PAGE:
JOURNAL ARTICLE

Stretch-induced sarcoplasmic reticulum calcium leak is causatively associated with atrial fibrillation in pressure-overloaded hearts

Yi Zhang, Ying Qi, Jing-Jing Li, Wen-Jin He, Xiao-Hang Gao, Yu Zhang, Xia Sun, Jie Tong, Jianbao Zhang, Xiu-Ling Deng, Xiao-Jun Du, Wenjun Xie
Cardiovascular Research 2020 June 12
32531044

AIMS: Despite numerous reports documenting an important role of hypertension in the development of atrial fibrillation (AF), the detailed mechanism underlying the pathological process remains incompletely understood. Here, we aim to test the hypothesis that diastolic sarcoplasmic reticulum (SR) Ca2+ leak in atrial myocytes, induced by mechanical stretch due to elevated pressure in the left atrium (LA), plays an essential role in the AF development in pressure-overloaded hearts.

METHODS AND RESULTS: Isolated mouse atrial myocytes subjected to acute axial stretch displayed an immediate elevation of SR Ca2+ leak. Using a mouse model of transverse aortic constriction (TAC), the relation between stretch, SR Ca2+ leak and AF susceptibility was further tested. At 36 hours post TAC, SR Ca2+ leak in cardiomyocytes from the LA (with hemodynamic stress), but not right atrium (without hemodynamic stress), significantly increased, which was further elevated at 4 weeks post TAC. Accordingly, AF susceptibility to atrial burst pacing in the 4-week TAC mice were also significantly increased, which was unaffected by inhibition of atrial fibrosis or inflammation via deletion of galectin-3. Western blotting revealed that type 2 ryanodine receptor (RyR2) in LA myocytes of TAC mice was oxidized due to activation and upregulation of Nox2 and Nox4. Direct rescue of dysfunctional RyR2 with dantrolene or rycal S107 reduced diastolic SR Ca2+ leak in LA myocytes and prevented atrial burst pacing stimulated AF.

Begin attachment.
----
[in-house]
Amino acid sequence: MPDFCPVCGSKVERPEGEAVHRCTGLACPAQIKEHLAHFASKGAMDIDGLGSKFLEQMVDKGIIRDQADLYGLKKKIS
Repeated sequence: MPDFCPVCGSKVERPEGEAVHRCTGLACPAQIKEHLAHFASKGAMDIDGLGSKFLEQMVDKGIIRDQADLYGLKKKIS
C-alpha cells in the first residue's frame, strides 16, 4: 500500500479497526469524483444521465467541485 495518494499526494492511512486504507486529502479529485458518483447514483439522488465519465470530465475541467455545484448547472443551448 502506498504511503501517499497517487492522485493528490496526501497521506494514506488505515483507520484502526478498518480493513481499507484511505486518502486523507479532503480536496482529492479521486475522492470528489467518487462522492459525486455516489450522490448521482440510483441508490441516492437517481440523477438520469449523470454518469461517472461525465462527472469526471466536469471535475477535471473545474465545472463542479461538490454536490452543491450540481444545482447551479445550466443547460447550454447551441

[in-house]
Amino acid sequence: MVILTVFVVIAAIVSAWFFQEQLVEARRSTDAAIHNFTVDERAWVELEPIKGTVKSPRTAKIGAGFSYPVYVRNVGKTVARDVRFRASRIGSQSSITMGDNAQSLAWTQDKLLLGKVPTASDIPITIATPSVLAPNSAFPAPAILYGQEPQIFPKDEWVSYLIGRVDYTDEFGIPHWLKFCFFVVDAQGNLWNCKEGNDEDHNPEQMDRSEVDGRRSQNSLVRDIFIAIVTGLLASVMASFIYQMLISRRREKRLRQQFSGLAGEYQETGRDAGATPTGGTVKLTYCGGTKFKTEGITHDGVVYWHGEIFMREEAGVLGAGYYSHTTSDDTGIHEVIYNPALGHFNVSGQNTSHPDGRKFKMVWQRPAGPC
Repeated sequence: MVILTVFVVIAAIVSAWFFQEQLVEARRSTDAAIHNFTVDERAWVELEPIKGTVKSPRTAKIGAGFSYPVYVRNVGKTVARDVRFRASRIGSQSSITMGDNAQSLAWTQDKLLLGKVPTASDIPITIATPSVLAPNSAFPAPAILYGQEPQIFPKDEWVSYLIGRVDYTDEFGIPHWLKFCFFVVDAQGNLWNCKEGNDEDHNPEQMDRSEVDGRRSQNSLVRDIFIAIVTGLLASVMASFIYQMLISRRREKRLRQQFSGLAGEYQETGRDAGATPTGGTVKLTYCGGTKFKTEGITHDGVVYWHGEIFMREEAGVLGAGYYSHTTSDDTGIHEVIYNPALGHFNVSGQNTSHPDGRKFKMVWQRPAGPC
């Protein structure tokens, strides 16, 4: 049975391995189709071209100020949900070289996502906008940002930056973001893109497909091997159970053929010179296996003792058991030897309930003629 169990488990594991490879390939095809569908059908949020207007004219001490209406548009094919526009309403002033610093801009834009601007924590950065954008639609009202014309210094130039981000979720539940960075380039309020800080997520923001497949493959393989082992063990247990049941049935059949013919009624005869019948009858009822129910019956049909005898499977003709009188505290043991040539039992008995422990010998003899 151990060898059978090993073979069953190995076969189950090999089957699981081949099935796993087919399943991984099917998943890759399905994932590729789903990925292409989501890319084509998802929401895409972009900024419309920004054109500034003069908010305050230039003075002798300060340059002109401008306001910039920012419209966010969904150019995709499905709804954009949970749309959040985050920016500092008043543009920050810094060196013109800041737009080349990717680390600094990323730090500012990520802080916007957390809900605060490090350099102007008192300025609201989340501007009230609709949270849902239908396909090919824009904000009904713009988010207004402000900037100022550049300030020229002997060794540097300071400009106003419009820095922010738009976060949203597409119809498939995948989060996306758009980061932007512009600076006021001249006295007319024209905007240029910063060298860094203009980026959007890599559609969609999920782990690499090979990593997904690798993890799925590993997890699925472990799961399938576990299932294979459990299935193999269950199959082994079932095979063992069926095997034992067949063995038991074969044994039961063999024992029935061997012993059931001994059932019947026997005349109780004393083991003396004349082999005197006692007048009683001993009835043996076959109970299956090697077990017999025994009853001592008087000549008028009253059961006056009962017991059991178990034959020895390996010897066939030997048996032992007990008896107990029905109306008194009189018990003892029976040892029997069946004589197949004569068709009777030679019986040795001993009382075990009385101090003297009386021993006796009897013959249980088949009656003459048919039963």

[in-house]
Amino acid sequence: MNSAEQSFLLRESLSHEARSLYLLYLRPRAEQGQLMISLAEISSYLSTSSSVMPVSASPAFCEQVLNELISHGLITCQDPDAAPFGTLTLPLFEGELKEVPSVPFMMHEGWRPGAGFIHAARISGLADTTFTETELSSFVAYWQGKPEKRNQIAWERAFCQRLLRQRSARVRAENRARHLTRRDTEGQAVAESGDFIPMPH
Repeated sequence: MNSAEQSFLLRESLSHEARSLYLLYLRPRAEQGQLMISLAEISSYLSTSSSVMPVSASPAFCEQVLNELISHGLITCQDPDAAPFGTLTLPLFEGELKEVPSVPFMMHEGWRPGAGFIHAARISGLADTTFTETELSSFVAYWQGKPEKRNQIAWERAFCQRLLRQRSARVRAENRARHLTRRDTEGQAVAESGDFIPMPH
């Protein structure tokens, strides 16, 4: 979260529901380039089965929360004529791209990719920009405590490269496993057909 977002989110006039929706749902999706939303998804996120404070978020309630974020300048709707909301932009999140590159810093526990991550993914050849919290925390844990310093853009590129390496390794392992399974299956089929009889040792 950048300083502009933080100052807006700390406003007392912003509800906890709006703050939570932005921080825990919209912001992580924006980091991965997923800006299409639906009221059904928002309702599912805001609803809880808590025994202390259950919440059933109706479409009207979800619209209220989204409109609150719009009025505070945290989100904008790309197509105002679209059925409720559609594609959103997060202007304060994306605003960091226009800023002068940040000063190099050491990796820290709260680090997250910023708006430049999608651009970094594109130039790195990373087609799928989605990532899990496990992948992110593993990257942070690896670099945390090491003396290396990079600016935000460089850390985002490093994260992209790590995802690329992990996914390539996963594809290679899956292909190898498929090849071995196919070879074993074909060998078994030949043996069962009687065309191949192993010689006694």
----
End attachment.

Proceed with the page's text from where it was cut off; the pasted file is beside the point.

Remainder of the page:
CONCLUSION: Our study demonstrated for the first time the increased SR Ca2+ leak mediated by enhanced oxidative stress in LA myocytes that is causatively associated with higher AF susceptibility in pressure-overloaded hearts.

TRANSLATIONAL PERSPECTIVE: RyR2 is the major Ca2+ channel in cardiac myocytes, strongly affecting cellular activities. Several types of heart diseases, including heart failure and ventricular arrhythmias, are related to RyR2 dysfunction in ventricular myocytes. The present study expands RyR2 dysfunction as a critical contributor in pressure-overload associated AF. As AF is usually accompanied with cardiac remodeling and dysfunction in the setting of hypertension, which is a common risk factor for different cardiovascular diseases, the convergence of several pathological processes on the dysfunctional RyR2 makes it a common therapeutic target in these diseased settings.

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